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Steam Co-Founder Says 50% of Bitcoin Payments It Received Were Fraudulent

2 mins
Updated by Kyle Baird
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In Brief

  • Newell said that 50% of the bitcoin payments accepted between 2016 and 2017 were fraudulent.
  • He also said that distributed ledger technology was interesting, but was still in need of a compelling use case.
  • Meanwhile, some gaming entities are going all in on NFTs.
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Steam co-founder and president Gabe Newell revealed that when the platform accepted bitcoin payments, 50% of transactions were fraudulent. This led to Steam dropping support for bitcoin payments. Steam has also banned games with NFT and crypto integration, citing bad actors.

Co-founder and president of the Steam video game distribution platform, Gabe Newell, has spoken about why it stopped accepting bitcoin payments. Newell revealed that an astonishing 50% of bitcoin transactions on the platform were fraudulent. This played a large part in the decision to stop bitcoin payments in December 2017.

Newell was speaking to a representative from PCGamer, and when asked about crypto payments, he said that 50% of transactions were fraudulent and that “these were customers we didn’t want to have.”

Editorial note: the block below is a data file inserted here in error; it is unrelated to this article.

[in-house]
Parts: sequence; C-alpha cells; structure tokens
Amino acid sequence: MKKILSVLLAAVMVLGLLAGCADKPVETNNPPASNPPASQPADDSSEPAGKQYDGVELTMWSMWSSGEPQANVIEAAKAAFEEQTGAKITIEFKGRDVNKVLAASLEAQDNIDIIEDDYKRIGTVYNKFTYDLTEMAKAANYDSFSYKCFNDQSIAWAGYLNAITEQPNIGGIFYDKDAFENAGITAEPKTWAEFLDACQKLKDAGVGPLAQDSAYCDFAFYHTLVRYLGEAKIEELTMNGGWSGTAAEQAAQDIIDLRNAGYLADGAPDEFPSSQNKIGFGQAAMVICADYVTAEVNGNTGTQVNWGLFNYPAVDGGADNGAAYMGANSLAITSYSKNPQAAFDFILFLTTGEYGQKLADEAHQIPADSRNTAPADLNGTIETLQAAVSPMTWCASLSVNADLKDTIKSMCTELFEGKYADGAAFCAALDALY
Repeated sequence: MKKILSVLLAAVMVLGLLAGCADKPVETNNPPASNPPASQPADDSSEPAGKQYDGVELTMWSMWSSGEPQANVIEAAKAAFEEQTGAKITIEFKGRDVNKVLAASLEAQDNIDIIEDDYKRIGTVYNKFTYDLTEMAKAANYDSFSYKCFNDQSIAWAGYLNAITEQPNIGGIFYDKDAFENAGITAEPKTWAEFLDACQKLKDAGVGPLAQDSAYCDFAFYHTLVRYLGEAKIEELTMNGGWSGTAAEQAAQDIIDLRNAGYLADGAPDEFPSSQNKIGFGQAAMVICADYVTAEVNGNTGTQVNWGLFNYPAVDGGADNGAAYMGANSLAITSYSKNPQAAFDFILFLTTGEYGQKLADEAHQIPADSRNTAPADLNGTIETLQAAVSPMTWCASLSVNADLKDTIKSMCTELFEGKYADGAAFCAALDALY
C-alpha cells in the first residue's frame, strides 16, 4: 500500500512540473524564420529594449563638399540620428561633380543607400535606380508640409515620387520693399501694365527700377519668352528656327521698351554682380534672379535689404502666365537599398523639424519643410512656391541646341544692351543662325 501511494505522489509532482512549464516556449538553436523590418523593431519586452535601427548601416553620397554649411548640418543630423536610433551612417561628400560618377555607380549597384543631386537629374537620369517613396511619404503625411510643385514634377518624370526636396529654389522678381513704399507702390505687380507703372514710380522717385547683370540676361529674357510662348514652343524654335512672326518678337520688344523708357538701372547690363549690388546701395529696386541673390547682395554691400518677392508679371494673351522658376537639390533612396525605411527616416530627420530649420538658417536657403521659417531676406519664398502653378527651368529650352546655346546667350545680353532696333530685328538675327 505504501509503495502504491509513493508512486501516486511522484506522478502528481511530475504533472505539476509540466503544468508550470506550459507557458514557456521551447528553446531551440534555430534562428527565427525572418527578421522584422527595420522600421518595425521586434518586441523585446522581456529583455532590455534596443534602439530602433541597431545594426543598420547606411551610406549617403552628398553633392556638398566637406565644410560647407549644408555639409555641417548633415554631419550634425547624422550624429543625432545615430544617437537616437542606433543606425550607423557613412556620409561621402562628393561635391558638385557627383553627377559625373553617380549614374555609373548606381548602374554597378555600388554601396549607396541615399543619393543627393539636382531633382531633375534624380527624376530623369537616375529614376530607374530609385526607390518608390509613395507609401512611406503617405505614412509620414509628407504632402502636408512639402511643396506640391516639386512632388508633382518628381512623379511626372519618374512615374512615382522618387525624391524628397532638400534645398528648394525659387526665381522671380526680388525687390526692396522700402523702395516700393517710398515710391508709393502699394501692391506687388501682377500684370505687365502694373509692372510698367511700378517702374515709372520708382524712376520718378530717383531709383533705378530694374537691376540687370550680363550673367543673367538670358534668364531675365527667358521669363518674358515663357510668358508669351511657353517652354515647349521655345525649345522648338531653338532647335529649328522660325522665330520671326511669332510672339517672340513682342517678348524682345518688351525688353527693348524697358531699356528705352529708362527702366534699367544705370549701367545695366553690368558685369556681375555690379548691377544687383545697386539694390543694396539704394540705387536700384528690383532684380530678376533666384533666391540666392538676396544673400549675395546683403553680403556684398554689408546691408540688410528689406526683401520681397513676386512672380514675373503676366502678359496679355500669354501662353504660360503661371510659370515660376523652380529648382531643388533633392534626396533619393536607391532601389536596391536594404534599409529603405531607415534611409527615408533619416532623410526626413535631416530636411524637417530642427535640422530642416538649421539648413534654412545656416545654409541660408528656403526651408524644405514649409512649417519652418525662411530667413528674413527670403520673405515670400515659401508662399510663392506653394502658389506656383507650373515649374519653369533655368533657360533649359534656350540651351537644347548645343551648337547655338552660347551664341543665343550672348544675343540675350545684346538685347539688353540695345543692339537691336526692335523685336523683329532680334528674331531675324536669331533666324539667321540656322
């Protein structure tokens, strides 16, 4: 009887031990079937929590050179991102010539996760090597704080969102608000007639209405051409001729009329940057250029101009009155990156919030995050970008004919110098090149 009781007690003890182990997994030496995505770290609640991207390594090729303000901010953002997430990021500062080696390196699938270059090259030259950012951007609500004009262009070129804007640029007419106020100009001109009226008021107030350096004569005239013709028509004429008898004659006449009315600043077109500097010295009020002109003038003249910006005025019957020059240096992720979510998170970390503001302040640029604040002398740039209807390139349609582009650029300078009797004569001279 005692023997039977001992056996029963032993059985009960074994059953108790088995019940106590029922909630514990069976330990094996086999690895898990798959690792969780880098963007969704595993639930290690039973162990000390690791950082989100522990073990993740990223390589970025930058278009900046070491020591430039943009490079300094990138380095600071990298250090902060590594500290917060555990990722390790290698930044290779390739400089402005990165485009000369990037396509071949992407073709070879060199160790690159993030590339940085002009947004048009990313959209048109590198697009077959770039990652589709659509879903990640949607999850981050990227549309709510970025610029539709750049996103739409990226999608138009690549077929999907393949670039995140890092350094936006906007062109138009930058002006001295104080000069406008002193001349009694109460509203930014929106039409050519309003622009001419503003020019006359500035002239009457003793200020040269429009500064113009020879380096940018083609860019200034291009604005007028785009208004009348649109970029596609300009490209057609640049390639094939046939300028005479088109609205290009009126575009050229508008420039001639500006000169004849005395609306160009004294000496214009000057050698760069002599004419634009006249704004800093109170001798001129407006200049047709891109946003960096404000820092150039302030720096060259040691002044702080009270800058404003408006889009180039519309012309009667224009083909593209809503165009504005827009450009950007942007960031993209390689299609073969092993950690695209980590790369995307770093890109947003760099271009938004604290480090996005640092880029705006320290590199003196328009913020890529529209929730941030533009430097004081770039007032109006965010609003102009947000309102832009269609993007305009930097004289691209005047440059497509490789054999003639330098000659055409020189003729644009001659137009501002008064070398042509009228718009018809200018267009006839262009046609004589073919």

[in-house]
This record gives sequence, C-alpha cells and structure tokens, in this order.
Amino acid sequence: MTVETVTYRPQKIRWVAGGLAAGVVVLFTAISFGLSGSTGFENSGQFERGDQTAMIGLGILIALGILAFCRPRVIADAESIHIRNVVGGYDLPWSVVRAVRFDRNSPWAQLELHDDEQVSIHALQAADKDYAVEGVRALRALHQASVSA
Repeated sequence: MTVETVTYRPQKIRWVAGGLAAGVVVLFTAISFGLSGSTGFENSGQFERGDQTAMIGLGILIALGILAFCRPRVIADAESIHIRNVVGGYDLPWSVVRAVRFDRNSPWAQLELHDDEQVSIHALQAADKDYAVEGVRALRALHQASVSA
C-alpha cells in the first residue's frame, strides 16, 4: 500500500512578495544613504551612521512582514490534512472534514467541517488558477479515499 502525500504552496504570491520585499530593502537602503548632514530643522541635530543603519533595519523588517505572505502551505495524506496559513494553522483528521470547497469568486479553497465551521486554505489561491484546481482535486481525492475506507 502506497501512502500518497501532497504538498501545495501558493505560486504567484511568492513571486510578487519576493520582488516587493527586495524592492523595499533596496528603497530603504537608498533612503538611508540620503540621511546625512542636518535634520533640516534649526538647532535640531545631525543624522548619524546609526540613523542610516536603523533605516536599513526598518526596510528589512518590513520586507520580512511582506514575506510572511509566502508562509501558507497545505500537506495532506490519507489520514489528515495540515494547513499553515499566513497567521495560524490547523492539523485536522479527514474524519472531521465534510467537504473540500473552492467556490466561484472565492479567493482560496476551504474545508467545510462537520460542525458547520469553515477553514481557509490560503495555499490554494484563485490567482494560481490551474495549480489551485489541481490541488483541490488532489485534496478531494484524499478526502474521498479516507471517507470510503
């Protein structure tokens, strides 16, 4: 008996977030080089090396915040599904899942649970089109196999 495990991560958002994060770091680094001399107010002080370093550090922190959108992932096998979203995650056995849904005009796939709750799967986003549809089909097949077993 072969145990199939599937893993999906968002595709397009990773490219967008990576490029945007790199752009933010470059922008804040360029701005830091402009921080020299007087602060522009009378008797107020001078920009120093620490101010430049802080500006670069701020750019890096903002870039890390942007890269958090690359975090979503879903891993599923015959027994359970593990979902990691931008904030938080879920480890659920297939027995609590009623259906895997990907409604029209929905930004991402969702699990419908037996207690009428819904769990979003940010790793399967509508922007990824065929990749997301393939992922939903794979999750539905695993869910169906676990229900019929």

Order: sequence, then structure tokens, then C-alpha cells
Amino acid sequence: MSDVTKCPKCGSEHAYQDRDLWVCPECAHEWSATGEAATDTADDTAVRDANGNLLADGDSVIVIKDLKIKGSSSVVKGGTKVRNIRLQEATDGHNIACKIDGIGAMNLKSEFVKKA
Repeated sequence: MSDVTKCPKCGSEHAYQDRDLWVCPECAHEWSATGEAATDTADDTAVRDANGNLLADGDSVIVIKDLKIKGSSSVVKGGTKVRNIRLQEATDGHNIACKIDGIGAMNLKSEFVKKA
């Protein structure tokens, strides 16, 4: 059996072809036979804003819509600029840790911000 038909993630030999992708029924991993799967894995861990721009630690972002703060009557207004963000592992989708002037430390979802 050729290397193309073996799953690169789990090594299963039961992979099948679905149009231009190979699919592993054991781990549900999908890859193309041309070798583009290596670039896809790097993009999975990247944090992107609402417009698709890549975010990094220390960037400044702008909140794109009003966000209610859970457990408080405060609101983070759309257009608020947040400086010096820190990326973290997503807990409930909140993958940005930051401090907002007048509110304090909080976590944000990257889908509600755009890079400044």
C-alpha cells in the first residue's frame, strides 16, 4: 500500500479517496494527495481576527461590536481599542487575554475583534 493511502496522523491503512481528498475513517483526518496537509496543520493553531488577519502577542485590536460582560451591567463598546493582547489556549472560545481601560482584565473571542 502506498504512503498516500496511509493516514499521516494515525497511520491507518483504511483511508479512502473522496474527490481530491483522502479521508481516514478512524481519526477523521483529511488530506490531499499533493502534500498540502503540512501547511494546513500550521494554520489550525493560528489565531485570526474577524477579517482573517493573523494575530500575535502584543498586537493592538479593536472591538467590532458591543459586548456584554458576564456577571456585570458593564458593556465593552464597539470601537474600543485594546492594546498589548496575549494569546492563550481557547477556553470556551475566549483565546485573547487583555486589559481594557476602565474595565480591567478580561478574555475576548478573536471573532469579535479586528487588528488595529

Volatility was another problem, he said, as it meant that users were either widely underpaying or overpaying for games. This has been noted as being a problem for other merchants as well, though a recent report seems to indicate a growing interest among merchants.

However, Newell was not entirely dismissive of blockchain technology. Rather, he believed that there was still a lack of compelling use cases for the technology. In other words, it was a solution seeking a problem. Specifically, he said,

“There’s a lot of really interesting technology in blockchains and figuring out how to do a distributed ledger, [but] I think that people haven’t figured out why you actually need a distributed ledger.”

Steam won’t allow NFTs

Earlier this year, reports emerged that Steam would not allow NFTs on its platform. NFTs have been very controversial in the gaming space, despite the fact that there is a sizable throng of notable developers seeking to utilize them — Ubisoft being one of the major ones.

Newell said that the problem with NFTs was that many of those involved were bad actors. NFT scams have indeed proven to be a thorn in the side of the niche. Marketplaces are reviewing how they can better protect users from such incidents.

It’s still a long way to go in the NFT market. It’s proven to be so successful because of its mainstream appeal, and its collectible nature is something that has always attracted people. But given that NFT scams are plentiful and affect precisely those who have little experience, something will have to be done to improve user protection.


In adherence to the Trust Project guidelines, BeInCrypto is committed to unbiased, transparent reporting. This news article aims to provide accurate, timely information. However, readers are advised to verify facts independently and consult with a professional before making any decisions based on this content.

Rahul Nambiampurath
Rahul Nambiampurath's cryptocurrency journey first began in 2014 when he stumbled upon Satoshi's Bitcoin whitepaper. With a bachelor's degree in Commerce and an MBA in Finance...